Monday, March 24, 2014

The Politics of Jesus (Monday 24 March 2014)

'He remained true to Jesus but never quite resolved, in his own mind, whether this outcome amounted to success or failure.'
Recently Tony Benn, a famous British Labour politician died. An extremely good article on him by Peter Wilby ends with the sentence cited above. At the beginning of the article it is noted that Benn came from a strong Christian family, but grew away from those Christian roots as far as active church life was concerned while retaining a commitment to the way of Jesus. Benn is an interesting person to reflect on from the perspective of the politics of Jesus because the best that can be said about Benn (I suggest) is that he was a rare politician who put principles above pragmatism at almost every step in his career and, from a career perspective, suffered diminishment and denial of high office as a consequence. At worst, Benn's principles arguably did a lot of damage because they contributed to the Labour Party's ineffectiveness during the Thatcher years. (I leave it to others to work out whether that 'damage' was confined to the Labour Party or extends to include those for whom the Thatcher years were not kind to them).

In NZ this year we have an election coming up, 20 September 2014. Personally I am unsure which party to vote for (party vote) let alone who to vote for (to be MP for my local electorate). If my votes are to be 'true to Jesus' what analysis of the situation (state of the economy, state of the nation, state of local community and national society) will guide me, perhaps you too?

The gospel of Jesus has profound implications for politics because politics is about how we organise ourselves as human societies and the gospel is about how God is organising a new human society, the kingdom of God. Sometimes Christians have attempted to live as though each kind of politics is distinct from the other (sometimes with disastrous results as either Christian have taken to the hills to form separatist communes or silently consented to totalitarian takeovers of their countries). Other times Christians have identified the kingdom of God with the politics around them, usually resulting in future regret. Politics generally results in dystopia rather than utopia. The kingdom of God does not come through elections or revolutions.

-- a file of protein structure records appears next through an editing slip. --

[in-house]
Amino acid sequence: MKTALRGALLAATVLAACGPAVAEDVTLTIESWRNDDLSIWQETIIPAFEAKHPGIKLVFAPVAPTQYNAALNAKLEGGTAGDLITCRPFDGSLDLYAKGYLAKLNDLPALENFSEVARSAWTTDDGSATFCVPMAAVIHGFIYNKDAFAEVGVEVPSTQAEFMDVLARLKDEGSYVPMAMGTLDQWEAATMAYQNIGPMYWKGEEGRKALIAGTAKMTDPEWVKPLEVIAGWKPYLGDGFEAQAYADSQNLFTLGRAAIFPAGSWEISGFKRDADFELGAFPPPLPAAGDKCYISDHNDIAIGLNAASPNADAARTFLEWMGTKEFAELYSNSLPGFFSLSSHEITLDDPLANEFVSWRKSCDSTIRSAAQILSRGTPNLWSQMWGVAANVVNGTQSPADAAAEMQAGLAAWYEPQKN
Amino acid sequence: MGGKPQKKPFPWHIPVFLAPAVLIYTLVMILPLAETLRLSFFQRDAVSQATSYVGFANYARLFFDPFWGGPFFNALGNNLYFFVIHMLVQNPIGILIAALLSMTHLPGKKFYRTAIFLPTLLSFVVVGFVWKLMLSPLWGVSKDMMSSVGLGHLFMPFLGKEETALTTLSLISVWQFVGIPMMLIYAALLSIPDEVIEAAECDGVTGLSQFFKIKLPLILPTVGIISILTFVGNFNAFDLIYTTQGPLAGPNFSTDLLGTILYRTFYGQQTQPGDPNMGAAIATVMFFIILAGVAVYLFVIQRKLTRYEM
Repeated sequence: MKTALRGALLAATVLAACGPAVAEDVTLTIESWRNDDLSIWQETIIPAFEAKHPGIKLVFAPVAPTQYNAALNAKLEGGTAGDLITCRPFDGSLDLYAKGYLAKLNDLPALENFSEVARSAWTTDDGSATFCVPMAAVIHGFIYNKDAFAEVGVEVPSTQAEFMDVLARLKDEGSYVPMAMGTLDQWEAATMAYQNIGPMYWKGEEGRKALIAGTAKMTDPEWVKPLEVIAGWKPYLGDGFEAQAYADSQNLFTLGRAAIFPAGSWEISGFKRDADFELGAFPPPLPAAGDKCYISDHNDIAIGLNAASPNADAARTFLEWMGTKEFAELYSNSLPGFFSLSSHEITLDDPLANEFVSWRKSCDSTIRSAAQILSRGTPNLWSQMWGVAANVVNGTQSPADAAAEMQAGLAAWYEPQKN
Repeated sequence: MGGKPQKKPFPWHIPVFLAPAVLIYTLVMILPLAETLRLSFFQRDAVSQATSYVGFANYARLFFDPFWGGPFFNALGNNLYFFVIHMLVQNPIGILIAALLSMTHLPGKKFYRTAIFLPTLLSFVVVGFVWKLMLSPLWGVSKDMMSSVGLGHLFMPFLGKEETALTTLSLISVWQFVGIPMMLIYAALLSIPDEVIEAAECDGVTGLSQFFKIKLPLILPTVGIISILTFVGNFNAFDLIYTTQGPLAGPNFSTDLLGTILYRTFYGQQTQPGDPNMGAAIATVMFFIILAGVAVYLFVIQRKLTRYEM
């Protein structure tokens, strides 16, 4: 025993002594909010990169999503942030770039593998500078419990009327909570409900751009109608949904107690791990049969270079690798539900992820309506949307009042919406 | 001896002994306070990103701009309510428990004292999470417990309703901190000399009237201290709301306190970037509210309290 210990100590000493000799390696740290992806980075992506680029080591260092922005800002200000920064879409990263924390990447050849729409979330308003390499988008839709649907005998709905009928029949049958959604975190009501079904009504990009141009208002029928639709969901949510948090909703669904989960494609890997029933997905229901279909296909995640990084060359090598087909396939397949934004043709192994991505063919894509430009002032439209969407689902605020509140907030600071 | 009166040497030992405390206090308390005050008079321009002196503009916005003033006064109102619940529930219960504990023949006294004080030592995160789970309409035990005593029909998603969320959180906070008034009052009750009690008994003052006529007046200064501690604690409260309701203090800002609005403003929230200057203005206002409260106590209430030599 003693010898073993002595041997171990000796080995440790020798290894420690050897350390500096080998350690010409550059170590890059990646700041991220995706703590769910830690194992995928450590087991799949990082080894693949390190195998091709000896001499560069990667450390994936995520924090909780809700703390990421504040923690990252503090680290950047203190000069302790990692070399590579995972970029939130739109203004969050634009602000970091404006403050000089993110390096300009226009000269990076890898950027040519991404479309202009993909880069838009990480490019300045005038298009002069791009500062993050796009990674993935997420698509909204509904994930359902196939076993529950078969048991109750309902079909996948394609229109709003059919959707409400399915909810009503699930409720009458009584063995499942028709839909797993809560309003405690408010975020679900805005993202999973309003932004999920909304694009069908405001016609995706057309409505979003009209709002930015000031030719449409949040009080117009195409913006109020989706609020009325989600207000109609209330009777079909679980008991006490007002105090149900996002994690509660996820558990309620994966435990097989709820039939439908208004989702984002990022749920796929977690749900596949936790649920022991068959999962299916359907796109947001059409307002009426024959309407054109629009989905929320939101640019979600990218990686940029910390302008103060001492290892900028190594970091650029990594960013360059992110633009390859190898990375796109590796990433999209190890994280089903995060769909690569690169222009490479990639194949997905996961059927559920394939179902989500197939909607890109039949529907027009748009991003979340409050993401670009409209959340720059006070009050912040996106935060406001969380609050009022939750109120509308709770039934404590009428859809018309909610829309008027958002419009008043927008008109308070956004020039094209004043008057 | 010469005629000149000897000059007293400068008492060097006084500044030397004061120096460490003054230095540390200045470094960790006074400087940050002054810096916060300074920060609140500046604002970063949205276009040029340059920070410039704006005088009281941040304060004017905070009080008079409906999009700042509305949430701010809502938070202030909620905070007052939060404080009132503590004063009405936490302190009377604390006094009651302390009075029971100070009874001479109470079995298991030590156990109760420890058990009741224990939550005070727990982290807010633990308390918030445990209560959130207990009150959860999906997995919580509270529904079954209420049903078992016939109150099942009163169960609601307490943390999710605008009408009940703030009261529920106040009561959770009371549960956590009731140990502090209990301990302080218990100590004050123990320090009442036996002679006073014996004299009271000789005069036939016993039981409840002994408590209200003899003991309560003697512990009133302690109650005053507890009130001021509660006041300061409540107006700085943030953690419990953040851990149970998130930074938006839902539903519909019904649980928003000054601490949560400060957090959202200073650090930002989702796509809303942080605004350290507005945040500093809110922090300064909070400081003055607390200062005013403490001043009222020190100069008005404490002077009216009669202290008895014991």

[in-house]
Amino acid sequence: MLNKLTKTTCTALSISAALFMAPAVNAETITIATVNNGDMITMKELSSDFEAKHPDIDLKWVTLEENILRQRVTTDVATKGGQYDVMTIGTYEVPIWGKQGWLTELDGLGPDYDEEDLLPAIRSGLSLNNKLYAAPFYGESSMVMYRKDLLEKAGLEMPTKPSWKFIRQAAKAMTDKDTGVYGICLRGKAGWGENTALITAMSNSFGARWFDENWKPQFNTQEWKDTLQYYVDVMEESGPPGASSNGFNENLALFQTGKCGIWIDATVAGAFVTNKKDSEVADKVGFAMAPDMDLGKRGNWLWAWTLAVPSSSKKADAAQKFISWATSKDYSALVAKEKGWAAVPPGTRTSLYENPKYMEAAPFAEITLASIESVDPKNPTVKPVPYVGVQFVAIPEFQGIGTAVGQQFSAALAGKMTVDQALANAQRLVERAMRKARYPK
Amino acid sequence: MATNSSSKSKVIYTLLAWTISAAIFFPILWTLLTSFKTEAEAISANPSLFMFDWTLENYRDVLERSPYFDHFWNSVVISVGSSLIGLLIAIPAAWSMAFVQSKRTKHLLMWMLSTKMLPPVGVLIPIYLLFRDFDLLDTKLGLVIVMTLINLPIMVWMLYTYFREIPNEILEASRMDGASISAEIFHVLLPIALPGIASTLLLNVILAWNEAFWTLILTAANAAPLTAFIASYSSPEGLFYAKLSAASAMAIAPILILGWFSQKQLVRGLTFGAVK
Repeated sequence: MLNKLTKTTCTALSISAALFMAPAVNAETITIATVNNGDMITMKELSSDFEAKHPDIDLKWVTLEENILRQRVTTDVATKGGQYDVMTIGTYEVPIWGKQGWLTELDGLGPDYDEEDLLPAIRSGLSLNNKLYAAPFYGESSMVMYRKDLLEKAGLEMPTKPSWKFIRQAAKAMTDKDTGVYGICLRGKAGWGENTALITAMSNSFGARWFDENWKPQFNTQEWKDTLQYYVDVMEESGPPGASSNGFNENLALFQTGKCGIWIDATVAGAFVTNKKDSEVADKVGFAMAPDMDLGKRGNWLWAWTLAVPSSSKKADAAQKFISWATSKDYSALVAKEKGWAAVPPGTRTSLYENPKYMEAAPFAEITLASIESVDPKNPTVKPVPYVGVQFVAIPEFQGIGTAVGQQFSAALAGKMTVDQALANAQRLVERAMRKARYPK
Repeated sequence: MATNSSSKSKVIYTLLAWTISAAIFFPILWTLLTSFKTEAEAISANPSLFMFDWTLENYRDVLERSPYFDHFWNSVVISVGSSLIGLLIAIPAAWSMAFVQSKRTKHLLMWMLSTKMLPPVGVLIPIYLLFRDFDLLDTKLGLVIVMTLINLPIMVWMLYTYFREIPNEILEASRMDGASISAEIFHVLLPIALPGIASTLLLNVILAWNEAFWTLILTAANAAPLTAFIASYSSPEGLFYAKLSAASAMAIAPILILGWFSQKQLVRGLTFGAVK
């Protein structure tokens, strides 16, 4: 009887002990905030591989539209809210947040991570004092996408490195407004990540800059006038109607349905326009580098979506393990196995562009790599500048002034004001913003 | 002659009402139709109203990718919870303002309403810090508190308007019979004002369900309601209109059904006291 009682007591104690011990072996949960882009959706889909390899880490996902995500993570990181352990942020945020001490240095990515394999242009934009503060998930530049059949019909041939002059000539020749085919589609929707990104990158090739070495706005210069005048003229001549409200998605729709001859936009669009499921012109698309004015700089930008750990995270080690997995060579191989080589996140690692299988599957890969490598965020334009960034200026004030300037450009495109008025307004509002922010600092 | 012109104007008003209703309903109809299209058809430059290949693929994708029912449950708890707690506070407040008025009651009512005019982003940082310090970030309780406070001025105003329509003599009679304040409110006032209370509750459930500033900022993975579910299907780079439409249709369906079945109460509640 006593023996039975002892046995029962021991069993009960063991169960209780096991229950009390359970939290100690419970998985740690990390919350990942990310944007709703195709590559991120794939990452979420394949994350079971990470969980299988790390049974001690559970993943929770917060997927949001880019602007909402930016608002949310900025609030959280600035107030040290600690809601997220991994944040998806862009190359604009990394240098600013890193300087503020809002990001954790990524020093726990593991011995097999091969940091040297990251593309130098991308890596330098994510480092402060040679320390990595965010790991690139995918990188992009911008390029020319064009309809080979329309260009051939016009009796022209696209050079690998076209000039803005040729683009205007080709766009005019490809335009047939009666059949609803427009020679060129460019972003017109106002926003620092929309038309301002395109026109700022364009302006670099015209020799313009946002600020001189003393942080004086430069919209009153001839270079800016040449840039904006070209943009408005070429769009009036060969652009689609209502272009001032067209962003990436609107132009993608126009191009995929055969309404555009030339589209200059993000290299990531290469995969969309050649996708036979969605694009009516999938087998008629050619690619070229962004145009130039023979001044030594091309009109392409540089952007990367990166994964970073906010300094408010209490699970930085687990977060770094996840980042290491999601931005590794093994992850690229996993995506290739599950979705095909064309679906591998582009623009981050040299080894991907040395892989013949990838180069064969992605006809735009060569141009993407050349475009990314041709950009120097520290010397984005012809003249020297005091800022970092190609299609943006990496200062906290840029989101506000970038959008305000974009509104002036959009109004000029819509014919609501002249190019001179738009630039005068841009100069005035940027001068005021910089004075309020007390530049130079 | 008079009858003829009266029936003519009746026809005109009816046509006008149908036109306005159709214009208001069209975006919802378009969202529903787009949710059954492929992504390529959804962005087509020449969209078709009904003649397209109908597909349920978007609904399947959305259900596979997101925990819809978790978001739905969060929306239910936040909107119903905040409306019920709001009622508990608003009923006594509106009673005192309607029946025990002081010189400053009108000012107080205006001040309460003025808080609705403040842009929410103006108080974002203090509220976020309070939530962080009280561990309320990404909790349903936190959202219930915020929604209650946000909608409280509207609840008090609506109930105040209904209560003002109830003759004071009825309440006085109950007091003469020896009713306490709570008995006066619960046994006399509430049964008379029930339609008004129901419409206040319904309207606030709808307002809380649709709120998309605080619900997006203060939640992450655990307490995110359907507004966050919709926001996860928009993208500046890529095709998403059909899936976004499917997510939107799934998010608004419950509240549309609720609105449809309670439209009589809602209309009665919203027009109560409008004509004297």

Nevertheless what does come through elections and revolutions are possibilities for change in conditions of human life. Increasing or decreasing taxes according to manifesto promises has consequences for people. Constraining or unleashing spending on health or education or defence changes the course of the future for generations. Christians have the ability to analyse these possibilities in the light of the kingdom of God. If the kingdom of God concerns the flourishing of all people, do promised changes promote universal human flourishing or benefit a select group? If the kingdom of God has a bias (as many argue) towards the poor, what will electing government X rather than Y do for the poor?

That will do for today. In case it looks like politics will be taken too seriously, here is a witty piece from the Onion to keep some proportion about what politics can and cannot achieve.

NOTE: Last week turned out to be hopeless time and energy wise re continuing thoughts on coherent and consistent theology. I will return to that subject.

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